*Guest writer Stephen R. Wright *
For most people, African travel calls to mind images of the central and southern portions of the continent. We imagine safaris in Kenya and Tanzania, beautiful getaways in West Africa, or perhaps most commonly the stunning allure of Cape Town. These can all be excellent places to travel to. But North Africa shouldn’t be left off your list either.
Here are five of the best North African destinations to put on your travel list.
As far as travel to Morroco goes, it tends to be Marrakesh and Casablanca that draw the most attention. Neither is the capital (that would be Rabat), but Marrakesh is viewed as a fascinating and exotic destination, and Casablanca is the biggest city in the country. Fez, however (sometimes written as “Fes”) has been gaining ground in recent years, and has been featured on a few lists of the trendiest destinations. One of the leading online travel sites wrote just two years ago about why now is the time to visit Fez.
So, why should you visit? The compact answer is that you should visit if you love to travel for the sake of culture and history. Fez isn't bursting with modern attractions or comforts, but it’s as accurate a snapshot of past eras as you’ll find in a North African city. That makes it a worthwhile stop on any vacation in the area. There are several noteworthy sites, including old mosques, ancient tombs, the minaret, and various museums. But the best course of action, provided you’re safe about it, is to lose yourself in the city. The feelings you get and the buildings you run into as you wander about Fez make the experience special.
If you’re looking for a North African destination that feels more like an ideal Caribbean getaway, Tunis may be your best bet—at least among major cities. In some ways, it resembles other North African cities like Fez and Marrakesh. Its Medina quarter is a popular attraction, you can find plenty of old Arab architecture around the city, and the Bardo Museum is filled with interesting glimpses of the ancient world.
But there’s more to Tunis than these features and some of the best reasons to travel there exist on the outskirts of town. One is the ruined ancient city of Carthage. This was the seat of the Carthaginian Empire, which challenged Rome for Mediterranean supremacy in the Punic Wars. The other is Sidi Bou Said, a small coastal town that looks and feels as much like some of the locations on the Greek isles as anything else.
Cairo is one of the most populous cities in Africa, and also one of the most famous. It’s also one of the most interesting cities in the world from a historical perspective. It's located right in the thick of the ancient world, near the Nile delta and the connection from Africa to Asia. It’s become a big, modern city in many respects, but the sightseeing is still incredible. You can take in Saladin’s Citadel (built in the late-12th century), explore the Egyptian Museum and its incredible artifacts, tour many spectacular mosques, and stroll through beautiful Al-Azhar Park, with its views of the city.
The main attraction, however, is the pyramids of Giza. We’ve seen the pyramids and their history fictionalized and used in pop culture over the years. They’ve played roles in countless films and books, as well as in video games. Currently, a game called “Pyramid: Quest For Immortality” is in circulation among several titles produced by NetEnt for internet gamers. Games and movies aside though, the pyramids in real life are more stunning than in any fantasy experience. They’re among the wonders of the ancient world, and seeing them in person is awe-inspiring.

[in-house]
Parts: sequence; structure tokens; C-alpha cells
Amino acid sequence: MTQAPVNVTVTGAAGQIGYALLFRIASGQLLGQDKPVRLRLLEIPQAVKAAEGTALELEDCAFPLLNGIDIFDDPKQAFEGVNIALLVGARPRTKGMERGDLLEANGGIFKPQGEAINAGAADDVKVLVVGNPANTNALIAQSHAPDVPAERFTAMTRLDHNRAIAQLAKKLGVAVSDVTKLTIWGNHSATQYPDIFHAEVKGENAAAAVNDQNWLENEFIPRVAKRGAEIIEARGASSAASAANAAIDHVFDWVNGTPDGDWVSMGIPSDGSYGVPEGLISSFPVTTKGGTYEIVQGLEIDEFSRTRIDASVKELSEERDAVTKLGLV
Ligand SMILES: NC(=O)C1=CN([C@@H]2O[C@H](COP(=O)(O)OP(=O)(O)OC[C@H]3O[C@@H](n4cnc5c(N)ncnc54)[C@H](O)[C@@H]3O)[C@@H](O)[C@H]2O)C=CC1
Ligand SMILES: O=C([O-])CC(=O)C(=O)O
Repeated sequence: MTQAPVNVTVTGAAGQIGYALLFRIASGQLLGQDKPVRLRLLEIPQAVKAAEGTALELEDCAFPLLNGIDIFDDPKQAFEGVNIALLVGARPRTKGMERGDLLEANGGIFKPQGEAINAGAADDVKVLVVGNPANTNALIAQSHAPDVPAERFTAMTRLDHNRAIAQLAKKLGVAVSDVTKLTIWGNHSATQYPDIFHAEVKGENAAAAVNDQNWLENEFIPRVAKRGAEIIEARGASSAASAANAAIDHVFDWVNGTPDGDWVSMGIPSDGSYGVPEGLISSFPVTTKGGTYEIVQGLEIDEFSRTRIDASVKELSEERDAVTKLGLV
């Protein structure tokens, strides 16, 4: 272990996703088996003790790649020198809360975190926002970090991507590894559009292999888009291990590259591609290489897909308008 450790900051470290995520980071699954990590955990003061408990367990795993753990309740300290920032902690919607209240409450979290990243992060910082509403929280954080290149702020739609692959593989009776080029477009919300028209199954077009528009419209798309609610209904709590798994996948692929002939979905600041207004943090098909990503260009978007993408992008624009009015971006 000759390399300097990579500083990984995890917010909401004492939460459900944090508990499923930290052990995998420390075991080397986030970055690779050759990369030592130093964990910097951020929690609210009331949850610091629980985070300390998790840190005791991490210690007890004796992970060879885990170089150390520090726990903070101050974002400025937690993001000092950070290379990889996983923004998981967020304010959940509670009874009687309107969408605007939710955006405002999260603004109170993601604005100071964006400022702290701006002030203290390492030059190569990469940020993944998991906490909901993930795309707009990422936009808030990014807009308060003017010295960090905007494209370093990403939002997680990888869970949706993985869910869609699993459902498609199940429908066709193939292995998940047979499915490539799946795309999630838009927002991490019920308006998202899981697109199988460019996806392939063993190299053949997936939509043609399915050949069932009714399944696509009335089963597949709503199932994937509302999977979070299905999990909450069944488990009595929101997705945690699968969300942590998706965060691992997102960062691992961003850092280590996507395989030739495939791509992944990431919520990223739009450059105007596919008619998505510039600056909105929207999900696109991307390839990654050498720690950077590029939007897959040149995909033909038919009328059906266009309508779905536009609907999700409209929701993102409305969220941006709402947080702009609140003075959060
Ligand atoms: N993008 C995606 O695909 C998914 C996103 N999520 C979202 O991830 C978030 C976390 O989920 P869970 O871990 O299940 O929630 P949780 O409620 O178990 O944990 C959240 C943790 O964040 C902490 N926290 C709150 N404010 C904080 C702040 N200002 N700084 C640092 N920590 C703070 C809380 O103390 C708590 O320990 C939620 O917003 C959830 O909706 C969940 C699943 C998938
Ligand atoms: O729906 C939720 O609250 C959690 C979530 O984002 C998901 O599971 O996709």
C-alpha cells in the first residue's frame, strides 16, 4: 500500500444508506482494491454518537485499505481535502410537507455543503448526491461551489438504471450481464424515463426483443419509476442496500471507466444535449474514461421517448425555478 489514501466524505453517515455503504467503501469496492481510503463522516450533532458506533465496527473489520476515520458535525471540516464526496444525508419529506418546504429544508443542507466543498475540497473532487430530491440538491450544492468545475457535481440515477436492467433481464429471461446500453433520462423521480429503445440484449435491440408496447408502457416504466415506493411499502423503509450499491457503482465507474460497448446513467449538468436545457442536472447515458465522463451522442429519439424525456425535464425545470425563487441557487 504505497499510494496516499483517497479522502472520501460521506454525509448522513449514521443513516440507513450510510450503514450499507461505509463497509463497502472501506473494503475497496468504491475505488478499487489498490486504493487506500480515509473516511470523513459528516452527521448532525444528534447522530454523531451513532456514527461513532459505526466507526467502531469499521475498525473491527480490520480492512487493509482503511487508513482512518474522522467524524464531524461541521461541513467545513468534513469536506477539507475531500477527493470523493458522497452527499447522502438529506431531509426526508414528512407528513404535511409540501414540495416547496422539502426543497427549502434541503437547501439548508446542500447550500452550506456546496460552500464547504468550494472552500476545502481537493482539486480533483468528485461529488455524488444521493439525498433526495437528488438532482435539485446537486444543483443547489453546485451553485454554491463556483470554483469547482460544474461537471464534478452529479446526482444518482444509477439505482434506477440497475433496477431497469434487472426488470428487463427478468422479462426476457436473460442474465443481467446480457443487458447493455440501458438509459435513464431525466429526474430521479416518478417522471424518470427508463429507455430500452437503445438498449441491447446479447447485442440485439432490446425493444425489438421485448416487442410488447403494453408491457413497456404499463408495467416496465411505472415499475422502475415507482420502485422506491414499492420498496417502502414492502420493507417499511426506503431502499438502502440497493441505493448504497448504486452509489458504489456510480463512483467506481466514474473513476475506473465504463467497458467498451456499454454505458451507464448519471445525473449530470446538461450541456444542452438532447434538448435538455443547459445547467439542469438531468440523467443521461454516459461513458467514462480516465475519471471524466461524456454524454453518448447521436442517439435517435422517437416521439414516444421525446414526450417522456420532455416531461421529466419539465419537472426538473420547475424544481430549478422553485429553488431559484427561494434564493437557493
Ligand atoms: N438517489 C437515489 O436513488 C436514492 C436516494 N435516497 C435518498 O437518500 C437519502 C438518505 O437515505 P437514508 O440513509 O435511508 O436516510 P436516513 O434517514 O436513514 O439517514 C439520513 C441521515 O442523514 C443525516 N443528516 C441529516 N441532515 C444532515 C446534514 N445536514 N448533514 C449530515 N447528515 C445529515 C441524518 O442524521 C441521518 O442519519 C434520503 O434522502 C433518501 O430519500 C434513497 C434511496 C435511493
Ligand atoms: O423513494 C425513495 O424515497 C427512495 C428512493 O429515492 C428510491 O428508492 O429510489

Algiers gets most of the headlines for Algerian travel, and it’s not a bad place to throw on your list. But Constantine, named for the emperor of the same name, is as unique a city as you'll find in this part of the continent. That’s because it was built to be a natural fortress, perched atop a high plateau above a deep gorge and marked by various cliffs, mountains, and canyons. The geography itself is picturesque, and it also makes the city very interesting. Constantine is marked by various bridges connecting small mountains and crossing ravines.
Compared to some other major North African cities, Constantine is a little light on specific attractions. But that doesn’t mean you can’t occupy yourself in some pretty amazing ways. Sightseeing on the larger bridges (the M’cid and the El Kantara) is a treat. You can also hike through the beautiful Gorges du Rhumel that runs beneath and throughout the city. And a visit to the Mediterranean coast roughly 50 miles to the north is perfectly manageable as a day trip.
We’ve already covered some of the wonders of Egyptian travel, which you can find in and around Cairo. But Luxor is arguably an even more impressive destination if you’re primarily looking for pieces of the ancient world, rather than a modern city. Luxor is what now exists at the site of the ancient city of Thebes, which was as glamorous as any place in ancient Egypt.
Luxor is in close proximity to the remains of Karnak, which was a sort of spiritual and religious hub for ancient Egyptians, and where you can still find old monuments and buildings. It’s also just across the Nile from the Valley of Kings, where you’ll find the tomb of King Tut</a> among other incredible burial spots and ancient artifacts. Luxor also has its modern attractions, even including some luxurious hotels and resorts to accommodate the many visitors. But in many respects traveling here can truly feel like going back to the ancient world.